Flanner and Buchanan Funeral Center can accommodate just about any after-death request from green burials to pet cremations.
The group built the first crematory in the state more than a hundred years ago. They have since moved locations to downtown Indianapolis and upgraded their facilities to include large, square, metal incinerators that are loud but are also state of the art.
“It’s the motors, the fans, the filters all of that is running,” Funeral Director for Flanner and Buchanan Shannon Knotts says. “I had a cremation started this morning and what you’re hearing is it cooling down.”
She says the demand for cremation services is growing in the state. Nearly one in four Hoosiers chose to be cremated in 2009, the year with the most recent statistics.
Knotts says some families are even starting to ask if they can watch the cremation.
“Some families just want to be here and see what’s going on,” she says. “Others want to participate, want to close the door or want to start the retort by pressing the button, and we allow them to be as involved as they want to be.”
Rural Communities Resist Rise In Cremations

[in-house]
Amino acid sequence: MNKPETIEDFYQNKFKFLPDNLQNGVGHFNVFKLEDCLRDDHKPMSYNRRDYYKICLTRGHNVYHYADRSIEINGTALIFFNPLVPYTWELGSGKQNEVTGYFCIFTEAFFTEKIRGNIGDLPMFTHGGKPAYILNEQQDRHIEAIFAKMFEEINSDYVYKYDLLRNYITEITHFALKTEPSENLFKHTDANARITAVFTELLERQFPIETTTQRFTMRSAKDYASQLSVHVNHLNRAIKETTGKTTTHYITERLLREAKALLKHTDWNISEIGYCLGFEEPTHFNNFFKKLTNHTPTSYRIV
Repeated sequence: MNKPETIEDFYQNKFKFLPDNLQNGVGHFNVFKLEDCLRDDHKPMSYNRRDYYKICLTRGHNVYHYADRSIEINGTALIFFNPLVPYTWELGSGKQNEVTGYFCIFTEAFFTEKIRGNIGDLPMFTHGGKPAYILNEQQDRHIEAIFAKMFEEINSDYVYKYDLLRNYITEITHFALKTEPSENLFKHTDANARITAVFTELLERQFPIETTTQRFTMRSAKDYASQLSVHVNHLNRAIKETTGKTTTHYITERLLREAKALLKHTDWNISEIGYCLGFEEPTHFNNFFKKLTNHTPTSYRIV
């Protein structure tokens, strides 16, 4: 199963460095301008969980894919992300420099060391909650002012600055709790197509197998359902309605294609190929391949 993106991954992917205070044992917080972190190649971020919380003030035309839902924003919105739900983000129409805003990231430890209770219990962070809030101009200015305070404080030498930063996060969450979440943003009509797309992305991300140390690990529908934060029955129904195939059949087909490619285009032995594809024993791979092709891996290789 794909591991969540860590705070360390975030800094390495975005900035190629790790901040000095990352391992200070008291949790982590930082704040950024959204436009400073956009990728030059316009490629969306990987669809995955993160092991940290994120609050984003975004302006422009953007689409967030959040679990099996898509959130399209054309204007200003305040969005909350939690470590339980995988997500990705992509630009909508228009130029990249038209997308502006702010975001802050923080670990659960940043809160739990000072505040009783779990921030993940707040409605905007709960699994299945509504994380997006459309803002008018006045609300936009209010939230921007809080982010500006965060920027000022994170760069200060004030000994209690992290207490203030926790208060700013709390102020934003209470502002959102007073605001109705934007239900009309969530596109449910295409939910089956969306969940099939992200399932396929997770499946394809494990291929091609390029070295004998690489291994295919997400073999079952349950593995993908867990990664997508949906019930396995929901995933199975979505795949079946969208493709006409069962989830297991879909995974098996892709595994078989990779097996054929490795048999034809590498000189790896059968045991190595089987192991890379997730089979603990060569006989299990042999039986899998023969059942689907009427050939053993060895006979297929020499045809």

Most of Indiana is not so quick to pick up on the national trend. The statewide cremation numbers are still lower than the national average and for people in some rural communities, cremation is taboo. Take Paoli for instance. It is a small town in Southern Indiana with fewer than 4,000 residents where the sight and sound of a horse and buggy trotting down the street behind a pick-up truck is not a rare event.
Erica Livingston has worked as a funeral director for several years. At the funeral home, more people have being requesting cremation services, but the nearest crematory is about 30 minutes away. So Livingston decided to open the county’s first one. She says since she announced her plans, many people around the city have spoken up about their own last wishes.